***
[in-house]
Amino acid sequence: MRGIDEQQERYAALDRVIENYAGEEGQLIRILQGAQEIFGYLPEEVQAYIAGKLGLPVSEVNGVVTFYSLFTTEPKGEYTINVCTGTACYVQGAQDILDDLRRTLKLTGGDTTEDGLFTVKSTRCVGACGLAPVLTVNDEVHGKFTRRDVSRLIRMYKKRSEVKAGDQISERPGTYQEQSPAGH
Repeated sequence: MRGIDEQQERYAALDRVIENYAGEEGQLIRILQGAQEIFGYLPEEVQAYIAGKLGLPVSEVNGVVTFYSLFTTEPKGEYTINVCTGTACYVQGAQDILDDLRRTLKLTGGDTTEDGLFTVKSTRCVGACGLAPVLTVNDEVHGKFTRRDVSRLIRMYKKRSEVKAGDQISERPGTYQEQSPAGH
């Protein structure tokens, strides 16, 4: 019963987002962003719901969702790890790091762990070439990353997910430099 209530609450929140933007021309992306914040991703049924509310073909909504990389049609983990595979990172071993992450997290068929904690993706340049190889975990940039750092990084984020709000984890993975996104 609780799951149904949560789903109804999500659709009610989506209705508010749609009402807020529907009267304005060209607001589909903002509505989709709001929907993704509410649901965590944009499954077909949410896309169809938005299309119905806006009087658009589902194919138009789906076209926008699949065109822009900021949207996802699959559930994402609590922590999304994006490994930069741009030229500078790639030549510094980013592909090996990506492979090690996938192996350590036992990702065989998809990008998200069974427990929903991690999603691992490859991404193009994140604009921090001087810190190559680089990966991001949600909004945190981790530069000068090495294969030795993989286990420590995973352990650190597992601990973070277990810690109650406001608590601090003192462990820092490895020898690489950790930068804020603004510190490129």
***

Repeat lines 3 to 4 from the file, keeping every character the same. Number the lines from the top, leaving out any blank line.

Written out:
Repeated sequence: MRGIDEQQERYAALDRVIENYAGEEGQLIRILQGAQEIFGYLPEEVQAYIAGKLGLPVSEVNGVVTFYSLFTTEPKGEYTINVCTGTACYVQGAQDILDDLRRTLKLTGGDTTEDGLFTVKSTRCVGACGLAPVLTVNDEVHGKFTRRDVSRLIRMYKKRSEVKAGDQISERPGTYQEQSPAGH
């Protein structure tokens, strides 16, 4: 019963987002962003719901969702790890790091762990070439990353997910430099 209530609450929140933007021309992306914040991703049924509310073909909504990389049609983990595979990172071993992450997290068929904690993706340049190889975990940039750092990084984020709000984890993975996104 609780799951149904949560789903109804999500659709009610989506209705508010749609009402807020529907009267304005060209607001589909903002509505989709709001929907993704509410649901965590944009499954077909949410896309169809938005299309119905806006009087658009589902194919138009789906076209926008699949065109822009900021949207996802699959559930994402609590922590999304994006490994930069741009030229500078790639030549510094980013592909090996990506492979090690996938192996350590036992990702065989998809990008998200069974427990929903991690999603691992490859991404193009994140604009921090001087810190190559680089990966991001949600909004945190981790530069000068090495294969030795993989286990420590995973352990650190597992601990973070277990810690109650406001608590601090003192462990820092490895020898690489950790930068804020603004510190490129």